To determine whether hypermethylation of 3.3-kb repeats is an event specific for HPV-positive cervical tumors and to evaluate the frequency of this event, we examined the methylation status of 3.3-kb repeats in tumors, cervical cancer cell lines, and normal tissues. We have demonstrated for the first time that more than 50% of cervical cancers display hypermethylation of 3.3-kb repeats compared to normal cervical tissues. Different regions within the 3.3-kb monomer exhibit inter-individual variation in the methylation patterns in normal tissues and different susceptibility to hypermethylation in tumors. We have shown that the 3.3-kb repeat hypermethylation can occur in tumors concurrently with hypomethylation of classical satellite 2 (Sat2) sequences that, according to many studies, are targets for demethylation in different tumor types [1–3]. We also revealed the presence of transcripts highly homologous to the DUX4 and 10 genes in normal uterine cervical tissues and down-regulation of DUX-related transcripts in tumors with and without the 3.3-kb repeat hypermethylation.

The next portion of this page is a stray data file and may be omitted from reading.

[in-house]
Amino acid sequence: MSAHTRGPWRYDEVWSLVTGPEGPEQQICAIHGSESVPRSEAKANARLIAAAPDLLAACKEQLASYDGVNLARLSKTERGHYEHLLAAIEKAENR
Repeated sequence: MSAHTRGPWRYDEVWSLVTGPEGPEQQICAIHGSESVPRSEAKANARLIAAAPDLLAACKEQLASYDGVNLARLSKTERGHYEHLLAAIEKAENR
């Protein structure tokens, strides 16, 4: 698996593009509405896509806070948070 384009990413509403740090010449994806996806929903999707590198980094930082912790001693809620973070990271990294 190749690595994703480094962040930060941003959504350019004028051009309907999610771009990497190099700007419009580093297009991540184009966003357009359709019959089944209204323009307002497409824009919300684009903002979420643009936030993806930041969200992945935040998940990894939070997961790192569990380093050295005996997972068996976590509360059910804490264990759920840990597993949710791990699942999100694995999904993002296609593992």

Squamous cell carcinomas and adenocarcinomas of uterine cervix and samples of adjacent normal tissues were obtained from patients with FIGO stages I, II, and III of the disease at the Blokhin Cancer Research Center. All tumors were HPV16/18-positive, and E7 viral genes were expressed in all of them according to PCR analysis . Normal tissues of uterine cervix were obtained from patients with uterine polyps or tumors. All tissues were collected under the approval of the Institutional Review Board of the Blokhin Cancer Research Center. Informed consent was obtained from all patients. The study was done in accordance with the principles outlined in the Declaration of Helsinki.